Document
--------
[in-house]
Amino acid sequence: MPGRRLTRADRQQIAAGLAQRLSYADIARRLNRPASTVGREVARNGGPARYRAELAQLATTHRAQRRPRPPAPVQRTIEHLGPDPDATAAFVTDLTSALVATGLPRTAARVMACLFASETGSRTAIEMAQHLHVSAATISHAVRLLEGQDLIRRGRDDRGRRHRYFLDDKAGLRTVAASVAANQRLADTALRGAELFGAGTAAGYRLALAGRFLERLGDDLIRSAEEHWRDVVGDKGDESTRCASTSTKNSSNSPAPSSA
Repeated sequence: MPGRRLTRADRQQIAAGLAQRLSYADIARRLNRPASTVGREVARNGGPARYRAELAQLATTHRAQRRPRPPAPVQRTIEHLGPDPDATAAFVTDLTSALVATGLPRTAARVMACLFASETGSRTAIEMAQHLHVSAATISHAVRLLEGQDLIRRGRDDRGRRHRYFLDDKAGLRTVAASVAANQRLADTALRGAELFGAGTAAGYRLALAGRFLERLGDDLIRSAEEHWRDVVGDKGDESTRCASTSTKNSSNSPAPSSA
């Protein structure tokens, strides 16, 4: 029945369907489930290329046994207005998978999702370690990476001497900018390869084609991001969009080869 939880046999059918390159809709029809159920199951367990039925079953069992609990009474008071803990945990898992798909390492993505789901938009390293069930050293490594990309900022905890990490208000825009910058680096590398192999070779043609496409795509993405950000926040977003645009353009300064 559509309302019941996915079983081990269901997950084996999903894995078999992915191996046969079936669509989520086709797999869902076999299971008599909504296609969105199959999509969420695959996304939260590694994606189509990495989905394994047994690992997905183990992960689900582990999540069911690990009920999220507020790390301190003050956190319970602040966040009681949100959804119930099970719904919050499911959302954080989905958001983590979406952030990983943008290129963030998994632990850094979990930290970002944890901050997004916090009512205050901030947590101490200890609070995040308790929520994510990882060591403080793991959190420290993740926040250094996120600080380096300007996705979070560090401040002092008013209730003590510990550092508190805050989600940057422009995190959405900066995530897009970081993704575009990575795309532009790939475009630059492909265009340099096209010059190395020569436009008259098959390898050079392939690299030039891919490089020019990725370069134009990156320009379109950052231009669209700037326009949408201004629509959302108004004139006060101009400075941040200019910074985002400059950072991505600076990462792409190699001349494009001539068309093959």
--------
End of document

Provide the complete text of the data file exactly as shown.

[in-house]
Amino acid sequence: MPGRRLTRADRQQIAAGLAQRLSYADIARRLNRPASTVGREVARNGGPARYRAELAQLATTHRAQRRPRPPAPVQRTIEHLGPDPDATAAFVTDLTSALVATGLPRTAARVMACLFASETGSRTAIEMAQHLHVSAATISHAVRLLEGQDLIRRGRDDRGRRHRYFLDDKAGLRTVAASVAANQRLADTALRGAELFGAGTAAGYRLALAGRFLERLGDDLIRSAEEHWRDVVGDKGDESTRCASTSTKNSSNSPAPSSA
Repeated sequence: MPGRRLTRADRQQIAAGLAQRLSYADIARRLNRPASTVGREVARNGGPARYRAELAQLATTHRAQRRPRPPAPVQRTIEHLGPDPDATAAFVTDLTSALVATGLPRTAARVMACLFASETGSRTAIEMAQHLHVSAATISHAVRLLEGQDLIRRGRDDRGRRHRYFLDDKAGLRTVAASVAANQRLADTALRGAELFGAGTAAGYRLALAGRFLERLGDDLIRSAEEHWRDVVGDKGDESTRCASTSTKNSSNSPAPSSA
């Protein structure tokens, strides 16, 4: 029945369907489930290329046994207005998978999702370690990476001497900018390869084609991001969009080869 939880046999059918390159809709029809159920199951367990039925079953069992609990009474008071803990945990898992798909390492993505789901938009390293069930050293490594990309900022905890990490208000825009910058680096590398192999070779043609496409795509993405950000926040977003645009353009300064 559509309302019941996915079983081990269901997950084996999903894995078999992915191996046969079936669509989520086709797999869902076999299971008599909504296609969105199959999509969420695959996304939260590694994606189509990495989905394994047994690992997905183990992960689900582990999540069911690990009920999220507020790390301190003050956190319970602040966040009681949100959804119930099970719904919050499911959302954080989905958001983590979406952030990983943008290129963030998994632990850094979990930290970002944890901050997004916090009512205050901030947590101490200890609070995040308790929520994510990882060591403080793991959190420290993740926040250094996120600080380096300007996705979070560090401040002092008013209730003590510990550092508190805050989600940057422009995190959405900066995530897009970081993704575009990575795309532009790939475009630059492909265009340099096209010059190395020569436009008259098959390898050079392939690299030039891919490089020019990725370069134009990156320009379109950052231009669209700037326009949408201004629509959302108004004139006060101009400075941040200019910074985002400059950072991505600076990462792409190699001349494009001539068309093959």